Thorny issues in the forthcoming negotiations, per the brief, will be the question of baselines as well as attributing improvement in ecosystems services to enhanced biodiversity conservation.
The brief presents small modifications to the language of the zero draft on key areas for upcoming discussions.
It concludes by calling for biodiversity mainstreaming at every level and highlighting the importance of improved transparency and responsibility.
The Institut du Développement Durable et des Relations Internationals (IDDRI) has published a policy brief analyzing the zero draft of the post-2020 global biodiversity framework. The brief calls for a concise final text, the mainstreaming of biodiversity across all relevant sectors, as well as the mobilization of States and other stakeholders to achieve the highest ambition possible.
The zero draft’s proposed framework, published on 13 January, presents five long-term goals for 2050 related to the Convention on Biological Diversity (CBD) 2050 Vision for Biodiversity. The framework also includes 20 action-oriented targets for 2030 that are meant to contribute to achieving these five longer-term goals.
The IDDRI brief discusses some of the sticking points likely to arise in forthcoming negotiations of the post-2020 framework. It describes a “potential trade-off between “ambition” and “realism” in the draft, noting a reduction in ambition from the Aichi Targets. For instance, the Aichi Targets called for the prevention of species extinction whereas the zero draft calls for a reduction in the number of threatened species. For habitat loss, the language is also less ambitious, reading, “no net loss” versus “habitat loss at least halved”. The brief emphasizes that with the credibility of international governance at stake, targets should be achievable.
With the credibility of international governance at stake, targets should be achievable.
Other thorny issues in the forthcoming negotiations, per the brief, will be the question of baselines as well as attributing improvement in ecosystems services to enhanced biodiversity conservation. On baselines, there is a risk of common but differentiated responsibilities (CBDR) complicating negotiations. The brief gives the example of the IPBES baseline of 1970, which advantages developed countries that already transitioned through the major drivers of biodiversity loss and habitat conversion in years (if not centuries) prior to this date. Meanwhile developing countries’ drivers of loss and their related impacts on biodiversity are unfolding now. The brief argues that there are “numerous other ways to address fairness and equity issues in the framework” without risking the derailment of the negotiation process with CBDR. On the issue of ecosystem services, the brief gives the example of clean water, noting that improvements could come via pathways that do not improve the status of biodiversity or ecosystem services, and that such issues could be addressed with a “rewording and proposal of metrics, that would ensure that it is the services provided by ecosystems that are enhanced.”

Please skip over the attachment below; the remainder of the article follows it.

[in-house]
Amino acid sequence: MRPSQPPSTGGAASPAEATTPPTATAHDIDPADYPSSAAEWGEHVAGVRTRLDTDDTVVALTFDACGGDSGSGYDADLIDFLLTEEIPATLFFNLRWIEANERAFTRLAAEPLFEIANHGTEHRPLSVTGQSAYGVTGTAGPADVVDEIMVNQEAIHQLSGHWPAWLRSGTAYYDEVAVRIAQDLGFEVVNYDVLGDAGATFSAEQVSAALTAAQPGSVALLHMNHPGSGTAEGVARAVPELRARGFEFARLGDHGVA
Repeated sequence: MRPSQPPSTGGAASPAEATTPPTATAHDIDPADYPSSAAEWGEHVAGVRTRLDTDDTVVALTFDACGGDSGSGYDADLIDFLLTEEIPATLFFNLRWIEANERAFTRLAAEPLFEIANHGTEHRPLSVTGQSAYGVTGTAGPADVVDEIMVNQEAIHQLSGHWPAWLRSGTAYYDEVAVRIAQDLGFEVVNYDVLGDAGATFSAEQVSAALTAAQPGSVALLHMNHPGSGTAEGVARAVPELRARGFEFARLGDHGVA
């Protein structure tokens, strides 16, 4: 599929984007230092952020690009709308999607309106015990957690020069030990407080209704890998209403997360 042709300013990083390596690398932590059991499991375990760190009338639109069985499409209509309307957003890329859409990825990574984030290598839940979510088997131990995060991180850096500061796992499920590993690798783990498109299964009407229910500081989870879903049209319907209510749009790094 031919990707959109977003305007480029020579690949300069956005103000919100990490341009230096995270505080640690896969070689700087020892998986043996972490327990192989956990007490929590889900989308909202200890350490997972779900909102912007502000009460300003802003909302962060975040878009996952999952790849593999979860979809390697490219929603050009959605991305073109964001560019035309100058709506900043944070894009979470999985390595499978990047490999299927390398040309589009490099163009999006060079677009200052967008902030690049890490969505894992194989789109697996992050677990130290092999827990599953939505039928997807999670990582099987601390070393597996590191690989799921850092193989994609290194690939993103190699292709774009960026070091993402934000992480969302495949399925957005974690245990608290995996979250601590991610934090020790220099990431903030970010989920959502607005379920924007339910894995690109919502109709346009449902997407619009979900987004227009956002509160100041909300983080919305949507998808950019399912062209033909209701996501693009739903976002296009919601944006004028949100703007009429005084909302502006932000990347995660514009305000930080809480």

The brief goes on to present small modifications to the language of the zero draft on areas key for upcoming discussions. It discusses habitat loss, pollution, and human-wildlife conflict. The publication also calls for “strengthening” synergies with related multilateral processes (in addition to the biodiversity-related conventions, the oceans conventions, the other Rio conventions, and other MEAs) and expanding tools and solutions to target all subsidies that negatively impact on biodiversity as well as to shift public and corporate incentives and policy.
The brief concludes by calling for biodiversity mainstreaming at every level, including through the mechanisms of the High-level Political Forum as a way to promote linkages across the achievement of all the SDGs. It also highlights the importance of improved transparency and responsibility for all national actors. [Publication: A good working basis in the making. How to handle the zero draft of the Post-2020 Global Biodiversity Framework] [IDDRI Landing Page]